Find out the various problems and cures that can occur to your donkeys hooves and how to keep your donkeys' feet healthy.
Donkeys’ feet are very different to horses’ hooves as they have adapted to survive in a dry environment. Donkeys thrive in semi-arid parts of the world, where the ground is dry and stony. Their feet are much more efficient than horses at absorbing water, but this means that when donkeys are kept in the UK, on lush, wet pasture, their feet can become soft and they often suffer from foot diseases. Therefore, it’s important to have the correct hoof care in place.
Trimming donkey hooves
Most donkeys will require a foot trim every 6-10 weeks, but care should be taken with older donkeys who might struggle to lift their limbs. You should aim to keep limbs as low as possible during trimming.
If a donkey's foot becomes overgrown you should obtain a radiograph prior to trimming to check for any changes to the bone within the hoof. A vet should also be consulted for pain relief.
Donkey hoof problems
Due to our wetter climate in the UK, donkeys are more susceptible to foot diseases, yet most are entirely preventable.
When a donkey gets seedy toe, otherwise known as white line disease, the white line area becomes weak and crumbly. Seedy toe lesions are rarely painful unless there is extensive hoof instability, but the widened white line may allow the entry of foreign objects and organisms. Often little stones and dirt can get stuck in the space under the horny part of the hoof, causing the donkey pain or an infection.
Seedy toe is treated by cutting out the affected part of the hoof wall. All dead and discoloured material should be removed to allow the new healthy horn to grow down. Exposure is necessary to minimise the chance of infection. In severe cases, your farrier should work with a vet to make sure that the work does not cause any instability to the hoof.
Once treated, the donkey must also be kept on clean, dry ground until fully recovered.
Thrush is an infection of the underneath of the foot, particularly affecting the frog. It has a distinctive, unpleasant smell. It is often associated with keeping the donkey in wet conditions.
Thrush is prevented by keeping the feet clean and dry as much as possible.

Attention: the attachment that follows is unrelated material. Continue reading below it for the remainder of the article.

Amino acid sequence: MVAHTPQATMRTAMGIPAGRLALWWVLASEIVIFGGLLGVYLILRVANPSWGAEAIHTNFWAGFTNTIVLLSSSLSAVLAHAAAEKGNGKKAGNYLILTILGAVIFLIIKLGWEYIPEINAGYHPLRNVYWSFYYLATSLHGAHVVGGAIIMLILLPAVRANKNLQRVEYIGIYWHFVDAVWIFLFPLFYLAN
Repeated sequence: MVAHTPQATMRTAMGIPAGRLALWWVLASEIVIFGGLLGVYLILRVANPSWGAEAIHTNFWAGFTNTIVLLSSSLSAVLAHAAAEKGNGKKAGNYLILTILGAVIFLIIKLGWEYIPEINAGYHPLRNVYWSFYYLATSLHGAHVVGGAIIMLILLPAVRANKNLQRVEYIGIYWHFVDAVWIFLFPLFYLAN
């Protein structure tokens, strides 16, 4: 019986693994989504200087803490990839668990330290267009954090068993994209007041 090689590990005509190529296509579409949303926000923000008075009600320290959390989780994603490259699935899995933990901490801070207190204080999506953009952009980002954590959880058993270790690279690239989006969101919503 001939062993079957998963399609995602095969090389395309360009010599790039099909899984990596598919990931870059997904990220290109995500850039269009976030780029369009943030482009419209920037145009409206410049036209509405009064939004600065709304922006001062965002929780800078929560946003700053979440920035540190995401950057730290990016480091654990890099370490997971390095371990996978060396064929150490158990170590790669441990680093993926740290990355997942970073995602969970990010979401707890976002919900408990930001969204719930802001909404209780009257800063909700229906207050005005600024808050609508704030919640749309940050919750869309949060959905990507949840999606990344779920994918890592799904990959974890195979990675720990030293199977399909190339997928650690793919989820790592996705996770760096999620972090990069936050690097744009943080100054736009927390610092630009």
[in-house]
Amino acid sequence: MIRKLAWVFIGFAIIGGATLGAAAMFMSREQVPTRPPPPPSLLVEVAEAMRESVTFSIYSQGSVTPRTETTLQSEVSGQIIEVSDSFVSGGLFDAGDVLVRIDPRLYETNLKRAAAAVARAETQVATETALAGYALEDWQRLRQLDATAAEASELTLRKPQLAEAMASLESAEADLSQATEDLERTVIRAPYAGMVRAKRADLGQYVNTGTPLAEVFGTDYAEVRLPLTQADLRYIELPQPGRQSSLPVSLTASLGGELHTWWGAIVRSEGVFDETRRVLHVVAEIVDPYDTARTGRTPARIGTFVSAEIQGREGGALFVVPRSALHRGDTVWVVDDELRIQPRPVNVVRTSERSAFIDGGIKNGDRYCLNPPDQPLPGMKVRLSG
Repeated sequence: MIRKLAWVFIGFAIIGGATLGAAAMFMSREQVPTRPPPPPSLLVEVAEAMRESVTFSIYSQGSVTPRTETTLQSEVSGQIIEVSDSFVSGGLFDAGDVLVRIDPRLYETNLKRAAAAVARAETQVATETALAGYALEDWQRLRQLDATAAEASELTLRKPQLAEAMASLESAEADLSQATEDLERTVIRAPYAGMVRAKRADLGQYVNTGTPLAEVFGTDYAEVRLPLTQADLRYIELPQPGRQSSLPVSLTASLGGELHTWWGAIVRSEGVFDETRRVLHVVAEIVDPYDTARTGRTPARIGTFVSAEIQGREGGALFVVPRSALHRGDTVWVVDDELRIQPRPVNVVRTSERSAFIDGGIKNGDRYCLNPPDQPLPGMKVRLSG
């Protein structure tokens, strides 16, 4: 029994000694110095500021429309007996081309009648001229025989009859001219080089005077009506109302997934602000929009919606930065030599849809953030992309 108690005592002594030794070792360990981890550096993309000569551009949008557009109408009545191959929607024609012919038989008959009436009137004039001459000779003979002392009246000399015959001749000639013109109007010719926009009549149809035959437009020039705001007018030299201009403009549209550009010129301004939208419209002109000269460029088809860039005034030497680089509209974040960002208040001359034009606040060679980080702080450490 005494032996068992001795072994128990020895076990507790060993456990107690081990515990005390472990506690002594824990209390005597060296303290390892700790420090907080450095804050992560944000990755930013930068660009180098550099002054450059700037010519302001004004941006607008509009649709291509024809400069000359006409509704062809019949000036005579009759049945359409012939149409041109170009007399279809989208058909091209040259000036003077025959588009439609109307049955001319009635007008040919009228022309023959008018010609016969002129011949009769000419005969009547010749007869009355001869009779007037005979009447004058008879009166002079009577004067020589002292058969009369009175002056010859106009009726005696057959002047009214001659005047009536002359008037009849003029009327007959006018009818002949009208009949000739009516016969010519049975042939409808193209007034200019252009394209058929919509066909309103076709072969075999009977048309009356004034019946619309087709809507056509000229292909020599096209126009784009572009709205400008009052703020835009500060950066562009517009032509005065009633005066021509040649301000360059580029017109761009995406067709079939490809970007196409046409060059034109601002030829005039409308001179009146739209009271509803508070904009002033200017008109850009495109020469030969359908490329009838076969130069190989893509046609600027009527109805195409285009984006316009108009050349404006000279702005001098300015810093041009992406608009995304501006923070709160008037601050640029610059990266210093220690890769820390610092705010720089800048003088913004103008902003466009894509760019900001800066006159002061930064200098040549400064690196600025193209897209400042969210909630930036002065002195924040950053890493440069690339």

Laminitis in donkeys is a veterinary emergency. It is a very painful disease often with irreversible consequences. There are several causes of laminitis: too much rich food, infection or pregnancy. The consequence is a destruction of the support mechanism of the toe bone within the hoof, such that the toe bone can rotate or move downwards.
If your donkey is unwilling to walk, lying down more than usual and has easily felt pulses in the blood vessels around the fetlock, you should contact your vet immediately as this could be a sign of laminitis. Do not make the donkey walk but place in a well-bedded stable, with easy access to food and water until the vet arrives.
The laminitic foot may require more frequent trimming and radiographs for monitoring. During treatment, frog supports or heart bar shoes are not appropriate as they could exacerbate the issue. Instead you should pad the entire sole using thick cotton wool and bandages.
In some laminitic donkeys the sole may be too thin to trim. If radiographs are not available then use your thumb to pressure test and check for yielding of the sole. You should stop trimming once this point is reached. In these cases, it may also be appropriate to apply rim shoes for support.
Usually the result of a wound that penetrates the sole or white line. An abscess can develop in the foot when the wound is infected and pus builds up. Such wounds can be a cause of Tetanus so ensure that the donkey is protected by vaccination or ask your vet how to protect the donkey.
If you suspect an abscess, you should seek veterinary advice. The vet may recommend a poultice, to help draw the infection out of the foot and/or cut away the abscess with a hoof knife to help the infection to drain out.
An abscess in the foot is intensely painful and requires urgent veterinary attention.